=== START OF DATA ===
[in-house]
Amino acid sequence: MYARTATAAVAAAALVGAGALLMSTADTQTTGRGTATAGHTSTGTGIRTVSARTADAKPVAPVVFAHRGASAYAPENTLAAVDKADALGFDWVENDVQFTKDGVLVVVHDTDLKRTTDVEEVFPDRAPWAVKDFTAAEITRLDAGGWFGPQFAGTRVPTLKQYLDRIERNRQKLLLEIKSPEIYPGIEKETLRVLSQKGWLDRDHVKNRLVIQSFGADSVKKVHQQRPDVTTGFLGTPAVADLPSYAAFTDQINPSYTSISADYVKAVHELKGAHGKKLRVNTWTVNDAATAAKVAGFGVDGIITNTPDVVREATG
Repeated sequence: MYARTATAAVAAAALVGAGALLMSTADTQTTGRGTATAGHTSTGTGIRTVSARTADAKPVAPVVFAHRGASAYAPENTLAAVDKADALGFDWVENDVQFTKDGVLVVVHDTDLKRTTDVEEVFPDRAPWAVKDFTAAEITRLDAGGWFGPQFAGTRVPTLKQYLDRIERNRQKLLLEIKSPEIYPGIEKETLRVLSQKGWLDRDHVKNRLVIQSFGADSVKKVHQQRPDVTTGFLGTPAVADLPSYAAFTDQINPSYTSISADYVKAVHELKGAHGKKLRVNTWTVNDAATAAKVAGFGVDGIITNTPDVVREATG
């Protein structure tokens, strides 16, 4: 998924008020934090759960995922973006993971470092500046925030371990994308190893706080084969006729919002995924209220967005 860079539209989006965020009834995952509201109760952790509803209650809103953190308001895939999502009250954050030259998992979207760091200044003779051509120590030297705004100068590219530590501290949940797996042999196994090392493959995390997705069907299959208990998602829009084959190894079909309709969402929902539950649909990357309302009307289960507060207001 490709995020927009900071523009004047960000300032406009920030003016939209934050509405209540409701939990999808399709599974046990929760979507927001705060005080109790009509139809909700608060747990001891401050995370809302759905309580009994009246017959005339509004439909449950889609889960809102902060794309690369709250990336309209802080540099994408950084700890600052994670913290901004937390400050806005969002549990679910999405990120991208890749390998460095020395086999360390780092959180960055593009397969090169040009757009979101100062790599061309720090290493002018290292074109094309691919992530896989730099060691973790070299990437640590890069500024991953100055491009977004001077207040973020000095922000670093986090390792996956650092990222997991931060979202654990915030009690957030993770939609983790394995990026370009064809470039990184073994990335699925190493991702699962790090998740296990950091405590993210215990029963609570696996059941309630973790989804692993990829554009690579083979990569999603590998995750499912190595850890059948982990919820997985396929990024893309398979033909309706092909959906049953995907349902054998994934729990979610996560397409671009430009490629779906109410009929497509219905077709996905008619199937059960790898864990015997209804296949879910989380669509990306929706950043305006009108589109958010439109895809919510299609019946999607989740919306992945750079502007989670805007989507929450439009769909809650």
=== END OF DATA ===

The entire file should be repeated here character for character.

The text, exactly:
[in-house]
Amino acid sequence: MYARTATAAVAAAALVGAGALLMSTADTQTTGRGTATAGHTSTGTGIRTVSARTADAKPVAPVVFAHRGASAYAPENTLAAVDKADALGFDWVENDVQFTKDGVLVVVHDTDLKRTTDVEEVFPDRAPWAVKDFTAAEITRLDAGGWFGPQFAGTRVPTLKQYLDRIERNRQKLLLEIKSPEIYPGIEKETLRVLSQKGWLDRDHVKNRLVIQSFGADSVKKVHQQRPDVTTGFLGTPAVADLPSYAAFTDQINPSYTSISADYVKAVHELKGAHGKKLRVNTWTVNDAATAAKVAGFGVDGIITNTPDVVREATG
Repeated sequence: MYARTATAAVAAAALVGAGALLMSTADTQTTGRGTATAGHTSTGTGIRTVSARTADAKPVAPVVFAHRGASAYAPENTLAAVDKADALGFDWVENDVQFTKDGVLVVVHDTDLKRTTDVEEVFPDRAPWAVKDFTAAEITRLDAGGWFGPQFAGTRVPTLKQYLDRIERNRQKLLLEIKSPEIYPGIEKETLRVLSQKGWLDRDHVKNRLVIQSFGADSVKKVHQQRPDVTTGFLGTPAVADLPSYAAFTDQINPSYTSISADYVKAVHELKGAHGKKLRVNTWTVNDAATAAKVAGFGVDGIITNTPDVVREATG
């Protein structure tokens, strides 16, 4: 998924008020934090759960995922973006993971470092500046925030371990994308190893706080084969006729919002995924209220967005 860079539209989006965020009834995952509201109760952790509803209650809103953190308001895939999502009250954050030259998992979207760091200044003779051509120590030297705004100068590219530590501290949940797996042999196994090392493959995390997705069907299959208990998602829009084959190894079909309709969402929902539950649909990357309302009307289960507060207001 490709995020927009900071523009004047960000300032406009920030003016939209934050509405209540409701939990999808399709599974046990929760979507927001705060005080109790009509139809909700608060747990001891401050995370809302759905309580009994009246017959005339509004439909449950889609889960809102902060794309690369709250990336309209802080540099994408950084700890600052994670913290901004937390400050806005969002549990679910999405990120991208890749390998460095020395086999360390780092959180960055593009397969090169040009757009979101100062790599061309720090290493002018290292074109094309691919992530896989730099060691973790070299990437640590890069500024991953100055491009977004001077207040973020000095922000670093986090390792996956650092990222997991931060979202654990915030009690957030993770939609983790394995990026370009064809470039990184073994990335699925190493991702699962790090998740296990950091405590993210215990029963609570696996059941309630973790989804692993990829554009690579083979990569999603590998995750499912190595850890059948982990919820997985396929990024893309398979033909309706092909959906049953995907349902054998994934729990979610996560397409671009430009490629779906109410009929497509219905077709996905008619199937059960790898864990015997209804296949879910989380669509990306929706950043305006009108589109958010439109895809919510299609019946999607989740919306992945750079502007989670805007989507929450439009769909809650």